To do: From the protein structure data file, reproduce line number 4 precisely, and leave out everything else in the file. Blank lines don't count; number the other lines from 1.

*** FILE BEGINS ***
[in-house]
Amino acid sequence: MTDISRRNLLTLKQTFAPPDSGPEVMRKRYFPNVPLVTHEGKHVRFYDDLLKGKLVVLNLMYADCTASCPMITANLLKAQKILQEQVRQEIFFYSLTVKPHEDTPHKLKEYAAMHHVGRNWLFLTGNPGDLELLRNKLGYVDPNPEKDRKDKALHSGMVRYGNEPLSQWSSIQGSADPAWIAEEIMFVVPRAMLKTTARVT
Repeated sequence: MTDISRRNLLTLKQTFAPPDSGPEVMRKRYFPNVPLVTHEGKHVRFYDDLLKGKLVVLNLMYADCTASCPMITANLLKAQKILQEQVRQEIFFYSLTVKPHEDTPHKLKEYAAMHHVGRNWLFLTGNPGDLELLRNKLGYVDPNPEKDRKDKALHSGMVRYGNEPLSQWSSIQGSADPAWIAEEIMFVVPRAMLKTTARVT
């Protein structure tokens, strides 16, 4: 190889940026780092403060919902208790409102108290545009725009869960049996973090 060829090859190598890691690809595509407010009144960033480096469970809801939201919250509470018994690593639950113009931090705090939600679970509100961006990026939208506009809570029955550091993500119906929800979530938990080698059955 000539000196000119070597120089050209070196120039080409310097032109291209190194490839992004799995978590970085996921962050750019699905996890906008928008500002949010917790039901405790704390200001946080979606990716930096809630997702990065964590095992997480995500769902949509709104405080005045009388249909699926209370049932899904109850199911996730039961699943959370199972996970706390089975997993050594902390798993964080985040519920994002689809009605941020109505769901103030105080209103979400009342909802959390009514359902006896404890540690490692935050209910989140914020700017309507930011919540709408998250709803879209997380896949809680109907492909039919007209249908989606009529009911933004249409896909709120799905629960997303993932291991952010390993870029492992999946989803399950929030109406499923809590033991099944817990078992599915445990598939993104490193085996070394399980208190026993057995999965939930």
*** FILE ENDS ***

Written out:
């Protein structure tokens, strides 16, 4: 190889940026780092403060919902208790409102108290545009725009869960049996973090 060829090859190598890691690809595509407010009144960033480096469970809801939201919250509470018994690593639950113009931090705090939600679970509100961006990026939208506009809570029955550091993500119906929800979530938990080698059955 000539000196000119070597120089050209070196120039080409310097032109291209190194490839992004799995978590970085996921962050750019699905996890906008928008500002949010917790039901405790704390200001946080979606990716930096809630997702990065964590095992997480995500769902949509709104405080005045009388249909699926209370049932899904109850199911996730039961699943959370199972996970706390089975997993050594902390798993964080985040519920994002689809009605941020109505769901103030105080209103979400009342909802959390009514359902006896404890540690490692935050209910989140914020700017309507930011919540709408998250709803879209997380896949809680109907492909039919007209249908989606009529009911933004249409896909709120799905629960997303993932291991952010390993870029492992999946989803399950929030109406499923809590033991099944817990078992599915445990598939993104490193085996070394399980208190026993057995999965939930």